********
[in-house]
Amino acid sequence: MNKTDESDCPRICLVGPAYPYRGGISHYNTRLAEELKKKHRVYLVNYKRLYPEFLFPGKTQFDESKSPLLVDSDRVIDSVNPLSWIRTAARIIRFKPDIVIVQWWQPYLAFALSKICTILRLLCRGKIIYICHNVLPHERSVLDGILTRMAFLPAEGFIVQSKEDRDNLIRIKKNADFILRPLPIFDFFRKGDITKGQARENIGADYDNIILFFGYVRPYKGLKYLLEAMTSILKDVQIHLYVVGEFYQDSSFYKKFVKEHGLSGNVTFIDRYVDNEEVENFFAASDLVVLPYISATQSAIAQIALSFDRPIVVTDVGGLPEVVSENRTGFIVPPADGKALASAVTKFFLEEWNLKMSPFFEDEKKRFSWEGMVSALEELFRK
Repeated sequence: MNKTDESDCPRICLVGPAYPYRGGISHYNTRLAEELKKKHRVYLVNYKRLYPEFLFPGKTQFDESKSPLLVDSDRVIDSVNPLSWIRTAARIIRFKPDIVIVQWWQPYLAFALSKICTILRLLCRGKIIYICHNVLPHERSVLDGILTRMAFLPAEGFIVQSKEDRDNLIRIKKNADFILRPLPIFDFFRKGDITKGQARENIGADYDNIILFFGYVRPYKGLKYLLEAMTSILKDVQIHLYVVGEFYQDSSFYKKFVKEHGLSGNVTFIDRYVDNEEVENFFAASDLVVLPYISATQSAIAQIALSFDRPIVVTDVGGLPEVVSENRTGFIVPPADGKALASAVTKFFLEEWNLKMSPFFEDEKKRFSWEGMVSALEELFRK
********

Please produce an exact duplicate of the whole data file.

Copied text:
[in-house]
Amino acid sequence: MNKTDESDCPRICLVGPAYPYRGGISHYNTRLAEELKKKHRVYLVNYKRLYPEFLFPGKTQFDESKSPLLVDSDRVIDSVNPLSWIRTAARIIRFKPDIVIVQWWQPYLAFALSKICTILRLLCRGKIIYICHNVLPHERSVLDGILTRMAFLPAEGFIVQSKEDRDNLIRIKKNADFILRPLPIFDFFRKGDITKGQARENIGADYDNIILFFGYVRPYKGLKYLLEAMTSILKDVQIHLYVVGEFYQDSSFYKKFVKEHGLSGNVTFIDRYVDNEEVENFFAASDLVVLPYISATQSAIAQIALSFDRPIVVTDVGGLPEVVSENRTGFIVPPADGKALASAVTKFFLEEWNLKMSPFFEDEKKRFSWEGMVSALEELFRK
Repeated sequence: MNKTDESDCPRICLVGPAYPYRGGISHYNTRLAEELKKKHRVYLVNYKRLYPEFLFPGKTQFDESKSPLLVDSDRVIDSVNPLSWIRTAARIIRFKPDIVIVQWWQPYLAFALSKICTILRLLCRGKIIYICHNVLPHERSVLDGILTRMAFLPAEGFIVQSKEDRDNLIRIKKNADFILRPLPIFDFFRKGDITKGQARENIGADYDNIILFFGYVRPYKGLKYLLEAMTSILKDVQIHLYVVGEFYQDSSFYKKFVKEHGLSGNVTFIDRYVDNEEVENFFAASDLVVLPYISATQSAIAQIALSFDRPIVVTDVGGLPEVVSENRTGFIVPPADGKALASAVTKFFLEEWNLKMSPFFEDEKKRFSWEGMVSALEELFRK